social actions. (Wikipedia, sociology, 2014) One everyday way for sociologist to research and collect data is called participant observation. Having 2 separate participants does this. One is a subjective participant and one is an objective observer. Sometimes these two people/ or groups of people know that they are being observed, and other times they don’t know. This form of observation is usually done over a long period of time. This can be months, years, or even over several generations. The objective...

    Anthropology, Cultural anthropology, Culture 1208  Words | 4  Pages

  • Typology

    the generalizations come alive for readers. Taxonomy Generally, taxonomy is defined as a search for the way that cultural domains are organized. Usually, taxonomy involves drawing a graphical interpretation of the ways in which the individual participants’ moves, from groups and patterns that structure the conversation (Spradley, 1979). Taxonomic analysis is conducted of the roles of one individual as they necessarily relate to other roles of the same individual. Taxonomy analysis shows the conceptual...

    Data, Data analysis, Participant observation 765  Words | 3  Pages

  • comparision of two research papers

    of the data; this gives a broad, generalizable set of findings. Research 1 concludes that there are mixed emotions between customers in the acceptance of ancillary revenue services among airlines. With a sample of 170 people plus conference observations, the research doesn’t offer a core sense that this data will give good overviews of the whole customer attitude and behaviour. Generalisation is basically suggested to be influenced by issues like planned replication, sampling strategies, systematic...

    Participant observation, Psychology, Qualitative research 2223  Words | 7  Pages

  • Data Collection Strategies II: Qualitative Research

    PPA 696 RESEARCH METHODS DATA COLLECTION STRATEGIES II: QUALITATIVE RESEARCH What is Qualitative Research?  Participant Observation  Stages in Participatory Observation  Differences between quantitative and qualitative research  Problems with qualitative studies  What type of field observation to use?    What is Qualitative Research?     Qualitative research is aimed at gaining a deep understanding of a specific organization or event, rather a than surface description of a large sample...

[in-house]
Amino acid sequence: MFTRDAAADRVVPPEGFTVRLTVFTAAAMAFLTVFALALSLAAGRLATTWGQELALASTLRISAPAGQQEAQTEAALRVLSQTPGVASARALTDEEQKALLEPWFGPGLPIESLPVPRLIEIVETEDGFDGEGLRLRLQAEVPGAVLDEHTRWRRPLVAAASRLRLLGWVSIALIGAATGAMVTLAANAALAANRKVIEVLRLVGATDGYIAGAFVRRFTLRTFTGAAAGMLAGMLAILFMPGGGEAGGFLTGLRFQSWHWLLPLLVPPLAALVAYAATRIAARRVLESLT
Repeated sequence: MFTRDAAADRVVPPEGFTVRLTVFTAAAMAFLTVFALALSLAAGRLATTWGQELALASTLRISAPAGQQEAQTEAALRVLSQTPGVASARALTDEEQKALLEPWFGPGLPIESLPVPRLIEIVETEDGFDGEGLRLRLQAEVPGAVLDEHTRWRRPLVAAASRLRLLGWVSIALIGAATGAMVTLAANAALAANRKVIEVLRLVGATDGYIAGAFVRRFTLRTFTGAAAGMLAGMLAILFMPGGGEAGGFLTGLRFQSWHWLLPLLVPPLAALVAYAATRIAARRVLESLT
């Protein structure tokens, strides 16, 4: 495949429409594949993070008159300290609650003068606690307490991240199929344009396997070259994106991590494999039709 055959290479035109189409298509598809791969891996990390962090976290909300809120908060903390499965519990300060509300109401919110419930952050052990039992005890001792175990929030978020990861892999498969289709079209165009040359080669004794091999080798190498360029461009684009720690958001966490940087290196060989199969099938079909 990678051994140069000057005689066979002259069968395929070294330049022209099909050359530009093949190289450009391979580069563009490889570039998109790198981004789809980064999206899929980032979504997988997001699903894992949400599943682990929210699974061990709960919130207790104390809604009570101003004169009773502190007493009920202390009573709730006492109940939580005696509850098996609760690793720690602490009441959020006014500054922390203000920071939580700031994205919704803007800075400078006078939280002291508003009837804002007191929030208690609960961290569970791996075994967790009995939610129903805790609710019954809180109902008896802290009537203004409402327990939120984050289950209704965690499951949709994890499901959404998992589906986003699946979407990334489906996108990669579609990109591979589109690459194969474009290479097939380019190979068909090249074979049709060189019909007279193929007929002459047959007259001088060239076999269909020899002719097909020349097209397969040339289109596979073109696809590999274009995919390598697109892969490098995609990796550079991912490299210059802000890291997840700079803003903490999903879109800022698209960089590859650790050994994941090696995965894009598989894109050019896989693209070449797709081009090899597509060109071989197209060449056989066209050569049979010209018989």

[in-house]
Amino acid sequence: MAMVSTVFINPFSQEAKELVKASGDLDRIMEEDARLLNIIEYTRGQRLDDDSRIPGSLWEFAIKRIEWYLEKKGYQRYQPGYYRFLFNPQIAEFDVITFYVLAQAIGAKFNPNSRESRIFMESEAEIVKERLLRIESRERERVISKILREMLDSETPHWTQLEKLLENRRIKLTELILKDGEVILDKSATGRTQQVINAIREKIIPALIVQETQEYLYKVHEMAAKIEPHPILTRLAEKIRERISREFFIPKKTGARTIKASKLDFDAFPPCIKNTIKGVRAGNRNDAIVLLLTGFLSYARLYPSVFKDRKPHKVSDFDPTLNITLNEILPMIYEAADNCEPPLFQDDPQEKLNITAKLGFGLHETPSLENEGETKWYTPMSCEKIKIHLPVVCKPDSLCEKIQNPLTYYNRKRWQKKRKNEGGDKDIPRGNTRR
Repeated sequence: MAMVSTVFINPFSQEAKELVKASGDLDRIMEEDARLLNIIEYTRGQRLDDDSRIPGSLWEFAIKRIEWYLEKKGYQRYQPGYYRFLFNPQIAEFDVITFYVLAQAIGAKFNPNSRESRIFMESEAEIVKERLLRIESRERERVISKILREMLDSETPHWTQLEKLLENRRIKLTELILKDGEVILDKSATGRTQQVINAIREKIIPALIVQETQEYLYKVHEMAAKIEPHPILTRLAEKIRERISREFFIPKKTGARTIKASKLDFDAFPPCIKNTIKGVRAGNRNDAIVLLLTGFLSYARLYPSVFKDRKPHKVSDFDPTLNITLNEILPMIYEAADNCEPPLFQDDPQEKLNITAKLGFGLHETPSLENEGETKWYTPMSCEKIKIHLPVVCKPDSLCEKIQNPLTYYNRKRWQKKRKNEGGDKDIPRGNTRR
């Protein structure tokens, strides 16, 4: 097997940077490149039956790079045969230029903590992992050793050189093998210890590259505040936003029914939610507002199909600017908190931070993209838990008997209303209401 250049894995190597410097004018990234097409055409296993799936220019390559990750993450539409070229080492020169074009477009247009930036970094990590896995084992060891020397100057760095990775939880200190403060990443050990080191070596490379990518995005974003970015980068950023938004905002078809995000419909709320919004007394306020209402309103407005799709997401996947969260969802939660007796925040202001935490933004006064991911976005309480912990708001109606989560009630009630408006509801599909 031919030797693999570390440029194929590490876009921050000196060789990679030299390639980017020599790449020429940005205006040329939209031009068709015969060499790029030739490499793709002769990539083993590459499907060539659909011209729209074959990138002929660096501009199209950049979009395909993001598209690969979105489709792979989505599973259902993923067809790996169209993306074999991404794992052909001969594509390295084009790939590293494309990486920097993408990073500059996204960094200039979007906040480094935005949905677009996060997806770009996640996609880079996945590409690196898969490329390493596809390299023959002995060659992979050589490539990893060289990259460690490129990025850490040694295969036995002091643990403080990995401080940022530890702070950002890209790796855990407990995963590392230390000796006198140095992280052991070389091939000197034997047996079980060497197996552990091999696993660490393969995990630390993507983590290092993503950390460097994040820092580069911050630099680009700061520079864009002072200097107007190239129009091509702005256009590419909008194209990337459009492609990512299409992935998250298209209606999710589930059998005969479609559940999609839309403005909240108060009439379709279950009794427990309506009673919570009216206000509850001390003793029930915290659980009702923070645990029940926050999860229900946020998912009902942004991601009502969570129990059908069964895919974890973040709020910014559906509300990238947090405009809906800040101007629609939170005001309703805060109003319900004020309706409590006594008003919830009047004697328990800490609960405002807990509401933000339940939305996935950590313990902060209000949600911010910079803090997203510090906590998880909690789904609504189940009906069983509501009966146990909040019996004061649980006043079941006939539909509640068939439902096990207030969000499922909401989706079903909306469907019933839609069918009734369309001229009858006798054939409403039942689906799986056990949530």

Educational psychology, Evaluation methods, Focus group 1412  Words | 6  Pages

  • Ethnography in Marketing

    subjects are researched this way the form is typically less structured. It is not laboratory based and subjects are more comfortable in areas they are already familiar with. Ethnography relies on participation as well as observation by researchers. In this method called participant-observation, researchers must be able to participate in an activity and understand the perspective of the individuals being studied as well as observe the subjects to be able to describe them to those not a part of the group being...

    Anthropology, Bronisław Malinowski, Claude Lévi-Strauss 1691  Words | 6  Pages

  • Ethnographic Study: Field Research in a Workplace Setting

    anthropologists for conducting field research. Sociologists tend to use the term field research or participant observation. Ethno means "people" and graphy means "to describe something." Ethnography is describing people and/or their culture from their perspectives. In other words, ethnography describes the meaning of the situation from the point of view of the participants. How do the participants under study make sense of the world in which they are participating? Ethnographers and field researchers...

    Cultural anthropology, Ethnography, Participant observation 1019  Words | 4  Pages

  • Discussion Questions Res/320

    the survey to those of observation. Under which circumstances could you make a case for using observation? The primary advantage to a survey over that of an observation study deals with the actual collection of data. With a survey the data collected is normally known and often is directed to specific answers due to the survey format where observational studies collect data in a haphazard way. However, observation can be a useful tool in certain situations. Observation is a very useful tool...

    Focus group, Interrogative word, Participant observation 625  Words | 3  Pages

  • Research Methods in Context Sociology as

    Model Answer- Participant Observation One strength of using participant observation to investigate the idea that ethnic minorities are treated differently within the education system is that it allows the researcher to join in. They will be placed in the same situation that teachers find themselves in routinely, which will allow them to see things through the teachers eyes. This means that the researcher will be able to see things from the same perspective as teachers. This would allow the researcher...